Some people live a lifetime of making excuses to justify their virtual inertia. Others, such as Rick Ball, a subway mechanic from Ontario, Canada, forego the excuse making to make World Records -- THREE in 2009, to be exact. And it's not that Rick couldn't have come up with his own list of justifications (excuses!) as to why he couldn't become a World Champion, or even a good long-distance runner. He could easily have decided:

•Too Old -- he was past his prime, being in his early forties
•Too Inexperienced -- he'd only started running less than two years earlier
•Too Difficult -- all the snow, ice and cold of the Canadian winters make it hard to get in the requisite training
•Too Busy -- all the training required would be too time consuming for a father of two with a physically-demanding full-time job, AND besides, training for marathons as an elite runner is extremely HARD WORK
•Only One Leg -- actually, one whole leg -- Rick is a below-the-knee left-leg amputee

Rick started running for the first time since his motorcycle accident in 1986 when he was fitted at age 41 with a running-supporting carbon fibre prosthesis. His first attempts to run -- around a short indoor YMCA track -- left him out of breath after a mere two laps. Under the tutelage of a world-class coach, however, and with much hard work, he made rapid progess, to say the least.

Encouraged by his weekly improvement and having been running for just a few months, Rick set a lofty goal to not merely qualify for the epic Boston Marathon, but to qualify using the able-bodied standards for a man his age. In July of 2008, at the Toronto Marathon, he ran an impressive 3:10, qualifying for Boston with about seven minutes to spare; seeing by this time that he was only six minutes off the World Record for a unilateral amputee, he set his sights on that record and on breaking the three-hour barrier.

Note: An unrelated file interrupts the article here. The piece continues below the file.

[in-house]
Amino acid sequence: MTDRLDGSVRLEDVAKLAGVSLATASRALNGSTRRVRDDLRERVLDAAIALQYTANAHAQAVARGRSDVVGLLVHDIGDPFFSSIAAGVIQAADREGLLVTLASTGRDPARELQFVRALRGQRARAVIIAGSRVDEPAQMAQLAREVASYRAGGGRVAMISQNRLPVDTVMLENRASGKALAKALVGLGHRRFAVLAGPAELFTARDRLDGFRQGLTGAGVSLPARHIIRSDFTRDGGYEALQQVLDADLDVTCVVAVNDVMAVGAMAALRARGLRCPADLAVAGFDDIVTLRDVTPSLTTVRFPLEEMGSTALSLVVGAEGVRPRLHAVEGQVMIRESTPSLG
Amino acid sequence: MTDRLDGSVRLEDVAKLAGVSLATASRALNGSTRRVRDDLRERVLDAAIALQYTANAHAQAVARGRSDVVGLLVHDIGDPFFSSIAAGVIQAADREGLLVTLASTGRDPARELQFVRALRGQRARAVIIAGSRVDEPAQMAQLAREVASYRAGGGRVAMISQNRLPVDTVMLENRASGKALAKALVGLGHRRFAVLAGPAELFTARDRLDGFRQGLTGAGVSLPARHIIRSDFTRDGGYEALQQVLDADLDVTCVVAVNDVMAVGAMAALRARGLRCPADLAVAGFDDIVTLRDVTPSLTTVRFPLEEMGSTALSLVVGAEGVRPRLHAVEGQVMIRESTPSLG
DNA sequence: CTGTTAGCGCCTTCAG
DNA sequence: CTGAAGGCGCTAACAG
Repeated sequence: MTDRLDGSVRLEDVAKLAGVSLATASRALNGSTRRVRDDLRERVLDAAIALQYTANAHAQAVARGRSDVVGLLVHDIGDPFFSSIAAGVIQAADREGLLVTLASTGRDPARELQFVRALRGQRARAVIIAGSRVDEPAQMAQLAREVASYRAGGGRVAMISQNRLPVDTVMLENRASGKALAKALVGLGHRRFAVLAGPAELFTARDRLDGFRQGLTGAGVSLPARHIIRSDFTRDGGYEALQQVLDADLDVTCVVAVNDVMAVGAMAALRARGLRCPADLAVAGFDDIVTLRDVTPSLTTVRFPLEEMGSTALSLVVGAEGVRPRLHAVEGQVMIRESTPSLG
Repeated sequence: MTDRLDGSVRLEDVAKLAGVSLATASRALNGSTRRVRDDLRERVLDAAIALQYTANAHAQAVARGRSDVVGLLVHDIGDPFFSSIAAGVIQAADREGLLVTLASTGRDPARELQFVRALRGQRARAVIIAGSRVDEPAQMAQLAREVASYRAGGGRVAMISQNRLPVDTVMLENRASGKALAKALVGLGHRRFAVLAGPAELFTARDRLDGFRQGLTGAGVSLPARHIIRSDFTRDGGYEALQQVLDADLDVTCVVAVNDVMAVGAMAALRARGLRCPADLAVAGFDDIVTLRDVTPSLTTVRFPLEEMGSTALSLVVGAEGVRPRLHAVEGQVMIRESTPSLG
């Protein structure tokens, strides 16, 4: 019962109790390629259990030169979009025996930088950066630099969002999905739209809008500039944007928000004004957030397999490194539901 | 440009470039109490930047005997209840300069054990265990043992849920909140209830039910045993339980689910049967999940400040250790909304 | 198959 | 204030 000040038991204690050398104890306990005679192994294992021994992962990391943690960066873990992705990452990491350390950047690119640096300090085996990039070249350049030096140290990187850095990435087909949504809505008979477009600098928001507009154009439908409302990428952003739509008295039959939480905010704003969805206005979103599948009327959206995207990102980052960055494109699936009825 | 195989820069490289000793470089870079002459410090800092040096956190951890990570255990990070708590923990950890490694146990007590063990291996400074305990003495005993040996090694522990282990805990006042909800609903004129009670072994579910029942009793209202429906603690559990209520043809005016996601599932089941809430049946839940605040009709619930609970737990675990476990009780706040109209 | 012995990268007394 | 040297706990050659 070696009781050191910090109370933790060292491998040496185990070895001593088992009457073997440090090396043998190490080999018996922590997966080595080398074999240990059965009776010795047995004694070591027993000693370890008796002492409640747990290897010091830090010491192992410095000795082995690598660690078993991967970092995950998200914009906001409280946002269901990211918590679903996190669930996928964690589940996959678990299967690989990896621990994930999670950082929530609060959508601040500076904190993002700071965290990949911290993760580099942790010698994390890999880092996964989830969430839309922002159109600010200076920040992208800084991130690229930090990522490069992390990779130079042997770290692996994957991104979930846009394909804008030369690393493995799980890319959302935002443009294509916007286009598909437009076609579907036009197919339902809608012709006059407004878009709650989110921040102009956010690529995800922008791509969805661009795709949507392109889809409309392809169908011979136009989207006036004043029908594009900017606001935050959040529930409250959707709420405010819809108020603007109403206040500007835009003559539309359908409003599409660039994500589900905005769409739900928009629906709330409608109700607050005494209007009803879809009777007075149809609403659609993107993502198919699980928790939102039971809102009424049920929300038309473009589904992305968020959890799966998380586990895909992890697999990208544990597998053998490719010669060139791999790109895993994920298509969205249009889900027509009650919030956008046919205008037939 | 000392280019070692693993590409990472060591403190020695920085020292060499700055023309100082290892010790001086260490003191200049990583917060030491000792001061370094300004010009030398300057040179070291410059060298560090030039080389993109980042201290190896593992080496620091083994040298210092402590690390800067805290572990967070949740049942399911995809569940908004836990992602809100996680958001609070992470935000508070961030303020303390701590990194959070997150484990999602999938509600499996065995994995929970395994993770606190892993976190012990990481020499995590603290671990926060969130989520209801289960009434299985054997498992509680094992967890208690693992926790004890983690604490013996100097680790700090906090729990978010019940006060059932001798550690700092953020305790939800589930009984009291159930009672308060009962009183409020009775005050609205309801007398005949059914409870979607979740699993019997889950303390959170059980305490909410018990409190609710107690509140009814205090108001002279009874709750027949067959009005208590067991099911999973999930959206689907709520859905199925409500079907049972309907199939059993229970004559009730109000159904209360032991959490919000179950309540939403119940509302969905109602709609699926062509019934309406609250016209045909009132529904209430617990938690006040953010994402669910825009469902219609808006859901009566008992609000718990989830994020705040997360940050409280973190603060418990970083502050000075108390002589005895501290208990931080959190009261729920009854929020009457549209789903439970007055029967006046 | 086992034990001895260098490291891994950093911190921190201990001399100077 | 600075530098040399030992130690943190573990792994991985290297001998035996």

In April of 2009, less than two years removed from his first laborious post-accident attempt at running on his new prosthesis, Rick ran Boston in a World Record 3:01:50. Although he didn't reach his goal of breaking three hours, he had smashed the former record of 3:04:00. His time placed him in the top six percent of the approximately 25,000 marathoners in the race. Even though Rick found that breaking the World Record was "harder than the accident" in terms of mental and physical pain, he wasn't done yet.

A month after his Boston Marathon success, in May, Rick ran the MDS Nordion 10K (6.2 miles) in Ottawa, Canada, in a World Record 37:37 (an amazing 6:03/mile). Then in September, with a goal to set a new unilateral-amputee World Record for the half marathon (13.1 miles), he accomplished his mission with a 1:20:44 perfromance, breaking the old record by a little more than a minute.

In a couple of years Rick Ball went from struggling to complete two laps around a short indoor track to breaking three monumental World Records. As we can clearly see, he could have easily made excuses as to why the mere thought of becoming an elite runner was sheer folly. He didn't. Because he doesn't think like everyone else, like the average person, he doesn't get their results. He gets to enjoy the thrill of reaching extreme goals, of becoming that rare thing -- a World Champion! Rick Ball reminds us that we can make excuses or we can make tracks.

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From Ed Mayhew -- author of Fitter After 50 and other books, CDs, articles ... on how you can make falling apart as you age merely an option, not a mandate.